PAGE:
The Algona Upper Des Moines from Algona, Iowa on November 17, 1936 · Page 8
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The Algona Upper Des Moines from Algona, Iowa · Page 8

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Algona, Iowa
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Tuesday, November 17, 1936
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Page 8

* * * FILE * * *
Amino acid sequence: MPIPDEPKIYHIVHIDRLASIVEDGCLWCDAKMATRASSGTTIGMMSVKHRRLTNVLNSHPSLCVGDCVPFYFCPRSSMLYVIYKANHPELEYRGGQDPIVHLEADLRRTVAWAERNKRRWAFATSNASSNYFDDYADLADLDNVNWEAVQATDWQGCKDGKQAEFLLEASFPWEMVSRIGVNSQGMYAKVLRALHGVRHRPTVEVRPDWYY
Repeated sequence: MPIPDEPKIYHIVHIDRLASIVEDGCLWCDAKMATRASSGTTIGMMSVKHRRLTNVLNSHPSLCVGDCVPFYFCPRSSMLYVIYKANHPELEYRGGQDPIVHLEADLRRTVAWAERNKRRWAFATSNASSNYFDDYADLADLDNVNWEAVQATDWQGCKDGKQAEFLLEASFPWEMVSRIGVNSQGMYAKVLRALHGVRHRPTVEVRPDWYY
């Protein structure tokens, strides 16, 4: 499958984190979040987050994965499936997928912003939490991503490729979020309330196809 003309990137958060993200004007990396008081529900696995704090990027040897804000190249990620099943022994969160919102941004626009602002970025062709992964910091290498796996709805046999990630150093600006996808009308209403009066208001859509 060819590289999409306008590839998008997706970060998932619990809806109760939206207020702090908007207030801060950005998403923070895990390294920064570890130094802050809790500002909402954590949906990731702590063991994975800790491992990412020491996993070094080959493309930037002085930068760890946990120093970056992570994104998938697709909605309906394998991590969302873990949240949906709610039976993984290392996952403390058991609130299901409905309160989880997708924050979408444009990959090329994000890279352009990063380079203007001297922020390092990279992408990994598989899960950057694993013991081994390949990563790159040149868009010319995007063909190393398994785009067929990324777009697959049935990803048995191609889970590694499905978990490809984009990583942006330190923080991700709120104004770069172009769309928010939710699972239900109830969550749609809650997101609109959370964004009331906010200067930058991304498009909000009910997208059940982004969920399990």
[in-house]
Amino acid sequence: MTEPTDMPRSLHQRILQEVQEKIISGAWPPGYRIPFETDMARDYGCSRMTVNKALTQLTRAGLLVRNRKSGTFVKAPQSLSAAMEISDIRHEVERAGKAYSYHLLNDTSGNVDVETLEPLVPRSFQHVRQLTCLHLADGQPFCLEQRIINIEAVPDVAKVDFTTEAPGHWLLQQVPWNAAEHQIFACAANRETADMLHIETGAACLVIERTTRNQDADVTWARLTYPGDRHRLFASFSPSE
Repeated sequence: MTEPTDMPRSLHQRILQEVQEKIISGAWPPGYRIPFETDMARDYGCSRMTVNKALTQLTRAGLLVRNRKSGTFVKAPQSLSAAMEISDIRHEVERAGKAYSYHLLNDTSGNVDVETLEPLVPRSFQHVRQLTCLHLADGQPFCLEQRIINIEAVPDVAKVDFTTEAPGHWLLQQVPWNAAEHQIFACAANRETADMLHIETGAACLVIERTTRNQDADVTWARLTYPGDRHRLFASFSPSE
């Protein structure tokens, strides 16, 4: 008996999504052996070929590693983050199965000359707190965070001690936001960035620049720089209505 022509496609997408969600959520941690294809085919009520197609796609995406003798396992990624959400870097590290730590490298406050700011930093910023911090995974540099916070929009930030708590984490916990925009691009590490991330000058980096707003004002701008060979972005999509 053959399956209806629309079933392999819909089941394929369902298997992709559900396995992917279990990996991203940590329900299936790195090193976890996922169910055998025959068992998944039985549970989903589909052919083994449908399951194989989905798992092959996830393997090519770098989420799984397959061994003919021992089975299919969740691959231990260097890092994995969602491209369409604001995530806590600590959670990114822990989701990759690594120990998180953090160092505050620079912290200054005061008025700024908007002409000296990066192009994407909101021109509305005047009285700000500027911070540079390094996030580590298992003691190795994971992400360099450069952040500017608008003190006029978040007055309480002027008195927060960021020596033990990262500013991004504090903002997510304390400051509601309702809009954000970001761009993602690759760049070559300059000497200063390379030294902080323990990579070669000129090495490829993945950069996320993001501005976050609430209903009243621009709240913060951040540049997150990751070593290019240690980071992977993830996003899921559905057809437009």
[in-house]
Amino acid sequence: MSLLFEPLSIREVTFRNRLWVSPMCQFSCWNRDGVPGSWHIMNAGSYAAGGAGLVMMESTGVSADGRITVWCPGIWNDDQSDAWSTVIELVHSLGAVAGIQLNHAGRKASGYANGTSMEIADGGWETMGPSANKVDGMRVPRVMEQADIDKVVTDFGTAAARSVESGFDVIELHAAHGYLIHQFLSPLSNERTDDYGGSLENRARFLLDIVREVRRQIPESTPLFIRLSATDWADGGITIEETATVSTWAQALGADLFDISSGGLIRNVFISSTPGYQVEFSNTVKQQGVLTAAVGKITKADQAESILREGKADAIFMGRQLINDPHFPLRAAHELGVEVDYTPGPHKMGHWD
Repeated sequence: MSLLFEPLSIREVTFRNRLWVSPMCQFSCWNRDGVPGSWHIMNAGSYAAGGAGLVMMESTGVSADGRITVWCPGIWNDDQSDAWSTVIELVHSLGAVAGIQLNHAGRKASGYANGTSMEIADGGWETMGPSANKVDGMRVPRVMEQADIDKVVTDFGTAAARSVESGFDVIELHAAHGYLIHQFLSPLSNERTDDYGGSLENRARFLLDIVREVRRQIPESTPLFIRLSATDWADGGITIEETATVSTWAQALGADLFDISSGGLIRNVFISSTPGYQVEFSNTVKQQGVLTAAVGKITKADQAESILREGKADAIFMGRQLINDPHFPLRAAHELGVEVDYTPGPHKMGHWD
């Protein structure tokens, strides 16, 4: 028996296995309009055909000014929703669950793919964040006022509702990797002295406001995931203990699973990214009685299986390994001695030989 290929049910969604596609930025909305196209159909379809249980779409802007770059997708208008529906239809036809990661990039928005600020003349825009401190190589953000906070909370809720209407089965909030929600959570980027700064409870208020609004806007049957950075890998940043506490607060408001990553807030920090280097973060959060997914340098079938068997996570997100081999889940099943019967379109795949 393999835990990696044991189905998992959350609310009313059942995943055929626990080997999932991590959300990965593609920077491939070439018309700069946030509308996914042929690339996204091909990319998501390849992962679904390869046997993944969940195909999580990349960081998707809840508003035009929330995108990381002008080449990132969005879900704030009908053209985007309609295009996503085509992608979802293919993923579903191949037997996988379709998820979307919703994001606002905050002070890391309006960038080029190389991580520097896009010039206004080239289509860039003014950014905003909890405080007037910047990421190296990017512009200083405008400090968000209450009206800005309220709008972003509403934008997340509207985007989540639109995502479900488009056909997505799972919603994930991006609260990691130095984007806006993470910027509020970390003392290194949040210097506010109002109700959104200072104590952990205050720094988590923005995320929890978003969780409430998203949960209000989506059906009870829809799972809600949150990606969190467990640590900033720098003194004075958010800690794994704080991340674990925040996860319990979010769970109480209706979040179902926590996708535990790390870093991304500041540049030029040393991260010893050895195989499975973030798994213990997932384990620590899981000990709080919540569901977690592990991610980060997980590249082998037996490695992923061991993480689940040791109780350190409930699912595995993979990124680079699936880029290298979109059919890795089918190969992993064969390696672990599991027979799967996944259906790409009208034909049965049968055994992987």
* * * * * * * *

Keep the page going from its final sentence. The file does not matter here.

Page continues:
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The Algona Upper Pea Koinea, Algona, Iowa, Hov. 17,1936 Assessor Battles Feature Of Kossuth Co. Twp. Elections FIRST OFFICIAL TABULATION OF TOWNSHIP VOTE 2 Trustees, Clerk Are Chosen By Each of Townships Results of township elections in Kossuth county, tabulated for the first time are found below after a check of ballots from the general election held recently. Buffalo—Trustee, '37, L. Doege, 91; Chris Brandt, 125. Trustee, '38, Fred Boyken, 71. Clerk, E. P. Hanson, 149. Assessor—Martin Brandt 54; Ray E. Hansen, ISO. Hurt—Trustee, '37—Bleich, 80. Trustee, '38—P. F. Kriethe, 79. Clerk—Hawcott, 3; Wolts, 3. Assessor—Wesley Bernhardt, 83. Cresco—Trustee, '37—Harry Sa- bln, 3. Trustee, '38—John Gerber, 82. Clerk—M. N. Phillips, 98. Assessor—C. Lindhorst, 180. Eagle—Trustee, '87—T. L. Thorson, 83. Trustee, '38—J. P. Peterson, 72. Clerk—O. H. Ltnde, 74. Assessor—O. W. Berggren, 62. East Lone Bock—Trustee, '37— O. W. Bleich, 45. Trustee, '38—P. F. Kriethe, 47. CJerk—ESzle Woltx 3. Assessor—R. F. Hawcott, 45; Wesley Earnhardt, 33. Fenton—Trustee, 37—O. B. Johnson, 88. Trustee, '38—P. M. Chris- Unsen, 88. Clerk—H. H. Dreyer, 89. Assessor—Fred Wagner 62; Charles Newel, 52. Gnrfleld—/Trustee, '37—Herman Harms, 155; Art Zinnel, 72. Trustee, '38—Joe Schaller, 149; Oscar Movlck, 74. Clerk—Mike Wagner, 146. H. Henrickson, 7a Assessor- Mike Helderscheidt, 119; Matt Schmallcn, 110. German—Trustee, '37 — Henry Schmidt, 147. Trustee, '38—R. Kruse, 149. Clerk—John Boeckelman, 158. Assessor—Bob Bunlcof- ske, 111; H. Ubben, 78. Grant—Trustee, '37—Frank ..Jacobs, 11. Trustee, '38—Ely Anderson, 30. Clerk—Floyd Caldwell, 20. Assessor—W. L. Reynolds, 93. Greenwood—Trustee, '37—John Karsten, 143; Geo. Nyman, 92. Trustee, '38—A. A. Fangman, 178. Clerk —L, Kockler, 13. Assessor—Marvin Vaske, 183. Harrison—Trustee. '37—J. E. Kelly, 81. Trustee, '38—George Butterworth, 95. Clerk—J. J. Anderson, 95. Assessor—L. A. Barslow, 107. Hebron—Trustee, '37—Tom Berg, 105. Trustee, '38—H. O. Larson, 103. Clerk—Wm. Frank, 105. Assessor—Oscar Frandl, 97; Maynard Sohn. 46. Irvington—Trustee, '37—S. J. Devine. 76. Trustee, '38—Henry Els- cheld. 73. Clerk—Carl Hutchlns, 85. Assessor—L. C. Hutchins, 115. Lakota—Trustee, '37—S. P. Powers, 83. Trustee, '38—C. O. Peterson, 45. Clerk—O. S. Nelson, 74. Assessor—J. Hartshorn, 43; Fred Junkermeier, 36. Ltdyard—Trustee. '37—S. P. Powers, 37. Trustee, '38—C. O. Peterson, 37. Clerk—O. S. Nelson, 35. Assessor—J. Hartshorn, 41; F. H. Junkermeier, 31. Lincoln—Trustee, 37 — James Warburton, 18. Trustee, '38—Paul HerUke, 21» Clerk—Bert Coder, MILWAUKEE THe Beer of tKe Ife-ir (By A. L. Brown, County Agent) The annual 4-H club banquet will take place next Tuesday evening at 6:30 In the St. Cecelia's Academy. All club members and their parents are invited to attend. The program will be furnished by the club members, sponsored by their leaders. —o— Dale Clark, Konsnth No. 1 cow tester, will attend a two-day testers' conference at Emmetsburg on Nov. 9 and 10. Starting this year nil of the cows on test, pure bred or grade, will be ear tagged and their permanent record kept by the state. Loren Brown, just south of town, is putting up another house in which to keep another married hired man. At present he has three married men working for him and one single man. Harry Bode states that In about one more week he will have his corn all out, providing the snow stays off. Harry must have had other Important work to do earlier in the fall. Ed Drowsier of Bancroft has It figured out that his investment in hybrid seed corn last spring has Titonka Creamery, Is their leader. paid him back about 10 to 1 over and above what his regular seed corn returned. The only regret he hns is that the original investment was not large enough. Indications are that this fall's pig crop will be from 2 to 4 million smaller than last fall's farrowings. Most of this decrease will be in the drought sections where many of the sows were sold late in the sum- Clias. Patterson of Bnrt has MOO hrad of lambs on feed this winter. To handle this number of Iambs requires system and if you would visit the Patterson farm about feeding time you would agree that he has It About 500 bushels of corn arc required for the lambs ench week In addition to a considerable amount of oats, alfalfa and soybean hay. The Tl tonka 4-H boys' club met last Monday evening and elected officers for the coming year. Officers elected were: Earl Zwlefel, president; Edgar Rippentrop, vice president; Glen Miller, secretary- treasurer; Merle Miller, reporter; and Eugene Anderson, historian. Martin A. Bleich, manager of the Soy Beans In "400" - Insurance Farms Require Their Planting 19. 131. Assessor — W. H. Patterson, Lone Rock—Trustee, '37—G. R Johnson, 54. Trustee, '38—P. M. Chrlstenson, 77. Clerk—H. H, Dreyer, 66. Assessor—Fred C. Wegener. 45: Chas. Newel, 36. Letts Creek—Trustee, '37—Richard Potratz, 194; Noah Reisner, 78. Trustee, '38—C. W. Elbert, 219. Clerk—Martin Meyer, 224. Assessor —Andrew Elbert, 248. LuVerne—Trustee, .'37—Frank Clapsaddle, 120. Trustee, '38—Frank Chambers, 106. Clerk—H. C. Allen, 107. Assessor—Ed Chambers, 109. Plum Creek—Trustee, '37—Henry Bailey, 108. Trustee. '38—Roscoe Mawdsley, Scuff ham, 4. 111. Clerk — Clark Assessor — HollU Ben- f CHICK JKAVER No mirror needed With the Schick Shaver you do not need a mirror. You can shave in the dark. With its gentle touch to guide you, it glides over your face, shearing off every hair below the skin level. You cannot cut yourself, for it has NO BLADES. It puts your skin in perfect condition and keeps it there, for you use NO LATHER-no facial preparation whatever. The Schick gives you a close, clean shave. Ask us to demonstrate it to you. *tict $11.00 LUSBY'S Drugs and Jewelry schoter, 130. Hugh McEnroe, 108. Portland— Trustee, '37— Ed Dltt- mer, 61; Will Rlngsdorf, 60. Trustee, '38— Russell Shipler. 61. Clerk — E. O. Mann, 68. Assessor— W. R. Stewart. Prairie — Trustee, '37 — John Arndorfer, 299. Mayer, 295. Trustee, '38— Isadore Clerk— G. B. Ludwig, Wolf, 284; Blasts Blow Does Your Coal Problem Bother You? Take our advice—order your supply now. Doii't put it off another day. A full coal biu will set your mind at ease and assure your comfort during the cold weather. We Recommend PEERLESS (Cheniacol Processed) Botsf ord Lu £ ber 302. Assessor— Otto John Ludwig, 248. Ramsey — Trustee, '37 — A. B. Lappa, 153; George Drosesler, 59. Trustee, '38— Albert McCarthy, 191. Clerk — Earl Buschman, 198. Assessor—A. J. Cagley, 201. Blverdale— Trustee. '37 — Chaa. Plathe, 190. Trustee. '38-^John Friderea. Clerk— John Borman, 50. Assessor— Thos. Crahan, 150; Douglas Wildin, 22. Seneca — Trustee, '37 — L. C. Cast. Trustee, '38 — Otto Jensen, 122. Clerk— Chris Dahl, 119. Assessor— r. W. Bollig, 154. Sexton — Trustee, '37 — S. J. Devine '0. Trustee, '38— Henry Eischeld, 1. Clerk— Carl Hutchins, 67. As- iessor— L. C. Hutchins, 101. Sherman — Trustee. '37— Herman Warrnbier, 6; Sim Leigh 2. Trustee 38 — Sim Leigh, 2; Herman Warmbier, 2; C. Kohlhaas, 1. Clerk- John Bormann, 6. Assessor — Paul Phillips, 62. Springfield— Trustee, '37— G. B. Ricke, 54. Trustee, '38 — Lee Kessel 1!'J. Clerk— Walter Berglund, Fred Dutton, 1 each. Assessor — L. H. Junkermeier, 72. a — Trustee, '37 — Arthur Anderson. 100. A. A. Jensen, 7. Trustee, '38— Roy Burgeson, 100; M. Molinder, 20. Clerk — O. L. Manson 117. Assessor— Leo Guerdet, 116. Union— Trustee, '37— A. M. Gus- tafaon. 13is. Trustee, '38— Tom Reid Ii9; H. A. Bates. 108. Clerk— «. A Harvey, 15fi; ti. Jenkinson, 81. Assessor— liob Loss, 165; D. Gardner 78. Wesley—Trust*-*. '37— H. J. Sher man, 10'J. Trustee, '38 — Ole Flora !»2. Clerk— Fred Diekmann. 63 — Henry Nelson, 163. Whittrmorr — Trustee, '37— H. F S'.-hultz, 143; Erwin Hiems, 90. Trus tee, '38— Ed Wlchtendahl, 10; Mik Mt-rgen, 4. Clerk— Walter Vaudt !7ii. A.-.se.-ibor — George llaaa, 174. '500' Party In Union Celebrates Birthday Occasion Union: Mr. and Mra. Nick Kriepa rilcrtained fit five tables of five undred ia-st Friday evening. The \ei.l was the Birthday anniversary it their daughter, Martha. Games Aer>; enjoyed by the young foks. iTizej in five hundred were won jy Magdalene Stoffel, high for the Ui'iica, and dene Wilhelmi, high for the men. That some insurance companies are insisting on certain percentages of soy bean acreage on farms they own in this section is proof enough that soy beans as "the coming crop" have already arrived. They are not "coming"—they are here. A few weeks ago soy beans went up on the board of trade to take their place with corn, oats and wheat as crops worth watching and probably speculating on. During the first days they were on the board of trade, they went up all that was allowed each day. Recently a soy bean processing plant has been put into operation at Fort Dodge, opening the door to farmers in this section for soy bean production and immediate and cosy marketing and disposal, if they desire to dispose of them. That the soy bean stalk Is also a soil builder has been acknowledged. With modern harvesting methods, the stalk may be left on the ground to be plowed under, while only the bean ia taken. Soy beans can, therefore, eventually become a soil building crop while they are producing. The present status of the soy bean under the soil conservation program makea it necessary for one to leave the bean, or rather plow under the whole plant, to comply, but it ia very likely that some changes in that ruling may be made within a year or two. LOCAL FIRM SPONSORS SOY BEAN HABVKST Elbcrt's Garage, Algona is spon- orlng a soy bean harvesting dem- nstration to be held Thursday, S'ov. 19, starting at 1:30 o'clock, t the Etna Mitchell farm, four miles west of Algona on highway 8. The machine to be used is a new Lllis-Chalraers All Crop Harvester /hich the manufacturers say Is the :ist word in successful harvesting if soy beans. All farmers and the general pubic as well is cordially invited to ittcnd. SENECA SCHOOL STAGES CARNIVAL Lucky Person to Get Turkey and Chicken, Nov. 24th Seneca: The Seneca school is to stage a carnival Tuesday evening, Nov. 24th. There will be two drawings. At the first drawing a turkey will be given to the person with the luckey ticket and the second draw- Ing a chicken Is given away. The grade pupils in the Seneca school are selling tickets on the drawings at 5c a ticket There will be an amateur contest open to all. Some of the other entertainment will consist of a bingo stand, a bowling alley, guessing contest, games of skill and a fun house. There will be plenty of hot dogs, candy and pop corn sold in the building so no one should go home hungry. A five cent admission will be charged for each one entering the door and with each admission ticket one receives a vote for, the most popular person. Bring the whole family, meet old neighbors and get acquainted with new ones. Let's see a big crowd and boost for your school. Mr. and Mrs. Elmer Hoeck were business callers in LeMars Thursday. The Modern Mixer club met at the home of Mrs. Clarence Met*ser Wednesday afternoon.. Mrs. R. J. Campbell won a prize for the contest that furnished the entertainment for the afternoon. The next meeting will be neld at the home of Mrs. A. T. Paulsen. Bobby Anderson, son of Mr. and Mrs. Leonard Anderson, had some small boys help him celebrate his birthday at his home Thursday afternoon. Those who attended were: Jerrold, Ervin and Everett Elmers, Calvin Jensen, Gene Bol- l!g, Kenneth Campbell and Errol Peterson. The Seneca high school girls played basketball Thursday evening against the alumni girls and were defeated by the alumni by a score of 17 to 25. the alumni Lampe. Victoria Jesen, Myrtle Orvick, Ruby Paulsen, Maxine Bollig and Helen Patterson. The Seneca high school boys also met the alumni boys. The alumni boys were defeated by the score of 11 to 19. The boys who played on the alumni team were Jerald nnd Ellwyn Goddon, Gordon Bolli.T, Lee Crowley nnd Eldon Patterson. On luesday evening the high school boys and girls will meet the Hnlfa teams and on Friday evening they will meet the Graettinger teams. Those who played on team were Mrs. Leo NEW SCALE FOR FENTON FARMERS ELEVATOR READY Twenty Years News The north Hide furniture store, which had been owned by John T. Bohannon, had been purchased by the owner of the Model Clothing store of Mason City. This meant that the store front was to be made new and modern at once for the Foster furniture business by the new owner of the building, nnd it also meant that the Model Clothing store was to be a permanent fixture in Algona. • * * Mrs. Jessie Trllier had left for parts unknown. Mr. Tellier was n painter ind paper hanger and rame to this city a few weeks ago. • • * A very enthusiastic and Interesting me .'ting of the Commercial club had be«m held In the club rooms. There were about 25 present and two Important matters had been discussed in a thorough and business-like manner. All had agreed on an efficient credit rating bureau to be maintained by the club and all the necessary information was to be kept on file In the office of the secretary. The second matter was that of Suburban Friday, and plans had been made for the next one to come the following Friday. • • • Mrs. Herman Uanbenr had on* dergone an operation at Chicago, and had been reported doing nicely. • * * -Sirs. Conrad Herman had started for a visit to the home of her daughter, Marie, who had been a student at the Cedar Falls Normal, and she planned to later visit relatives In Dubuque. • • • Judge Quarton had been in St. Paul conferring with National Creamery and Buttermakers' Committee regarding the carload rate cases that the Judge was trying before the Interstate Commerce Commission. • * * Colonel and Mrs. T. F. Cook of Los Angeles. California, stopped in Algona on their way home from Jacksonville, Florida, where Colonel Cook had been attending a rifle shoot. They haJ been guests for the day at the J. T. Chrlschlllos and E. J. Murtagh homes. They had also made short visits In DCS Molnes and Whitewater. Wls. • • • Mr. and .Mrs. A. L. Peterson had planned to leave for California the middle of January for a visit of several weeks with Mrs. Peterson's parents. Mr. and Mrs. G. H. Norton, at Santa Rosa. BANCROFT NEWS 34 Feet Long, and Can Handle Largest of Trucks TALKS SCHEDULED I'Uui School Social Mi»i Marjuric Cruikshank. the daughter of Mr. and Mrs. Leonard (,'ruiiifehank is planning a program and basket social at her school district No. 9. in Buffalo township Wednesday evening, Nov. th. at eight o'clock. The public invited to attend American Educational Week will be recognized at the high school auditorium by a number of programs. The first ia to be held Armistice Day. The general public ia invited to bo present. The program is to start a few minutes before eleven. It will include special music, the 11:00 observance, which includes a moment of silence and taps, and a short address by Kev. George Vance. Thursday the: program will begin at 2:00 o'clock. A short talk will be Riven by Dr. M. G. Bourne on the "Control of Contagious and Communicable Diseases." This is to be the first of a series of pro- {rarns on health to be held for .Barents during the year. Fathers md mothers are particularly in- vlted. At 1:00 o'clock preceding he program a one act play will be presented to which the public is also invited. Sunday at 7:30 p. m. there will be a public program open to any patrons of the community in the high school auditorium on character education. Dr. J. H. Edge will apeak. The high school orchestra will furnish music. The entertainment is free and open to the public. Fenton: The Fenton Farmers Klevator Company have completed installing a large, modern scale. The .scale is large enough to ac- :ommodate any of the present day trucks, has a platform 34 feet long and 10 feet wide and is constructed of concrete approximately 6 inches thick. Machinery of the scale is housed in a pit 6 feet deep, the same in length and width with a 4 inch concrete bottom. They also installed a hydraulic lift to accommodate extra long trucks. Chas. Weisbrod is manager of the local elevator with Hugo Mittag assistant In Auto Bus Crash Frances Bailey, a Britt teacher and daughter of Frank Bailey o this place was slightly injured in a bus-auto accident a week ago Sun day while returning from the state eachers' meeting in DCS Moines fins Bailey had several stitches ab- ve her left eye, but was able to esume her teaching the next day. Jim Pool Piioue 256 Patricia Matern and Viola Klein were guests of Misses Martha anc Verena Krieps Friday evening. Mr. and Mrs. Otto Engstrom, El more, Minn., were callers ut the Henry Engstrom home Sunday. Elmer and Albert Peter »re as< Mating their brother, Walter, near Lune Hock, finish corn picking. Mrs. Henry Engstrom, Elmore, visited her friend, Mrs. Alfred Jergenson one afternoon lajl week. A John Deerv roughage cutting machine waa demonstrated at the Kicker week. Bros farm, one day last Mrs. Mary Keeft returned to her home here the fore port of the past week, bhe bod been visiting at the Andrtw Hanson home near Titonka. Mr. and Mrs. Lxmla Bode, their daughters. ICathryn and Joan and son, DonaM, were OutuUy dinner Jake's Pipe Cause* Panic Lu Verne News: Jake Freeh denies the report that his pipe started a fire which almost destroy ed the Kossuth county ballots. We know a pipe smoker is the vogue right now, especially U he or sb smokes that special Kentucky brand which Dutch Ragan rav about (wonder if he ever does smoke It). Jake says the pipe was home in his other coat that part icul&r day. (Bragging again »b out having two coats). Now we believe Jake. The pipe probably we. home. And we bslieve the Uppc Des Moines. The ore was probab ly caused by these ballot* seeui Jake coming into the clerk's office They remembered Jake and bis pipe and the Ore was the result o friction as they attempted to get away from the effluvium guests at the Sam Bsntnsr horn* near Wtnnebsgo. Minn, Sunday Ctoye Zentner returned bom* Kills Grizzly Bear Mr. and Mra. O. W. Esslinger of Cedar Rapids have juat returned ome from a five weeka Canadian .untlng expedition, which took hem to British Columbia, 600 miles orthwcst of Edmonton, Alberta, nd 2.750 miles from Cedar Rap- da. Dr. Esslinger killed a 9 foot, inch silver-tipped grizzly bear nd Mrs. Ksslinger killed a 7 foot Drizzly. Mra. Esslinger is the for- ncr F.mma Newel of Fenton. Monica Baker visited Mrc. Carl H. Callles at Titonka Friday. Mrs. Con Kennedy. Rochester. Minn.. Is visiting at the A. W. Kennedy home for a week. Marguerite Tagree is the new waitress at the Bradley Cafe. She Mrs. Bradley 1 * sister. Evelyn Welp had the misfortune to sprain her ankle Wednesday, when she fell down the cellar step*. Mrs. C. J. Scholtcs. son Dennis and daughter Marilyn Jean visited at the John Scholtcs home Thursday. Roy Caslow, members of the CCC at Bancroft, was operated upon Thursday evening at the Wohnke hospital for appendicitis. Gordon Saunders, Chicago, arrived at the home of Mr. nnd Mrs. M. A. Saunders, Friday night. He will visit until Monday night. Mra. John Bcrnhard entertained her bridge club Thursday afternoon. Mrs. M. J. Dyer won nrst prize, Mrs. Henry Menke second, and Mrs. Henry Deitering low. Mrs. Frank Vaske entertained a number of friends Friday afternoon. Cards were played. Mrs. Jos. Kramer won higu, Mrs. N. J Schlltz received low and Mra. Bridget Quinn won cut prize. Mr. and Mrs. C. M. Baker entertained the following at dinner on Sunday: Mr. and Mrs. M. A. Saunders, Isabel and Russel Saundera, Mrs. W. J. Welp and daughter, Marjorie, of Fort Dodge and Gordon Maunders of Chicago. Mrs. W. R. Baker entertained her club at her home Friday night. Mrs. C. M. Baker won first, Mrs. Mike Droesslcr second and Mrs. Mike Droessler low. Mrs. Con Kennedy was guest of the club and was presented with a guest prize. The members of the Missionary society met at the home of Mrs. Al Furhs recently. Bridge and five hundred were played. Mr*. Ambrose Kennedy won first prize in bridge, Mrs. Thomas Guest won Mr. and Mrs. Arnold Hantelman are driving a new Pontiac car. Mrs. W. P. Weisbrod U serving on the jury in Emmetsburg since ait week. The drilling of Fenton's new town well is progressing nicely and they have already reached a depth of 85 feet. Mrs. C. V. Wegener and Mrs. C O. Bailey, the latter of Seneca, were Emmetsburg shoppers Satur- first in five hundred. Mrs. Frank Mulligan won cut prize. C. Stamer, Chan. Osborn ana E. J. Frank accompanied W. V. Yager to EmmeUburg last week Monday evening where they attended a Farm Bureau oil meeting. Friends of Mr*. Clair Elke of Eathervile will be sorry to hear of her falling down the basement step* breaking the wrist bone In twee places In her left arm and also dislocating her elbow. day afternoon. Mr. and Mm. George Bl«y of Glenville, Minnesota, visited with Mr. and Mrs. Robert Votteler last week Tuesday. William Donahoe went to Em- betsburg Saturday to bring bom* his daughter, Maxlna, who attends 3L Mary's Academy. The evening bridge club met at •he W. V. Yager horn* Thursday wening. E. W. Rusk* won Ugh wore and Harry WWdel tow. Jean Wachuta. Carol Hanson of Walker, Minn., and Pwl and Wynne Haas* were dinner guests at the Harry Hmase home last week Tuesday. The November meeting of the Kenton Woman's dub WM hi last week Tuesday afternoon with Mrs. John Light M host*** aasUt- ea by Mrs. O*or»* B. 1C. JotaMB, ObM. Maws), W Careful Planning meana adequate insurance protection. Our specialized plan ol handling all Unas of insurance is your guarantee of careful claim service. IN8UBANOE ON BUILDINGS DW1GIXIMO8 HOUSEHOLD GOOJW AUTOMOBflJM PuMle Liability YOU* ENQUIRY kOUH LBMft WILL BD FBOtt- The AifMa lit. Af eiej Phone M C K. UBwn M •OW-U you'll see cleaners patterned after this Hoover One Rfty Cleaning Ensemble. It's that new in idea . . . loob . . . material . . . lightness ... and convenience devices. Why not own this wonder-metal (Magnesium) rug-and-furniture clean- •« g ft A WEEK ing ensemble today? 1 -DW nami Pratt Electric Co. What's Your Choice of Flavors Today? Will it be maple nut or pecan crunch—old fashioned vanilla or French chocolate, orange pudding or plum pudding? Whatever your choice U you're going to have a taste thrill that'll delight you, for we use the best of Ingredient* In our lee cream. Whole cream and the very finest of real flavors. Won't you try some today as a dinner dessert? Chocolate or vanilla ....40o Fancy ereams -50c Algona Ice Cream & Candy Factory At Our Dealers or Phone 170 We were able to take care of everyone's needs but coal was scarce This year we urge you to lay in a good, full supply now. That will enable us to keep our coal yards refilled and ready for emergencies. We have plenty of coal. ORDER TODAY F. S. Norton & SOD Phone 229 Ik UldrtfkU-lhtQukfctU Way to taulltl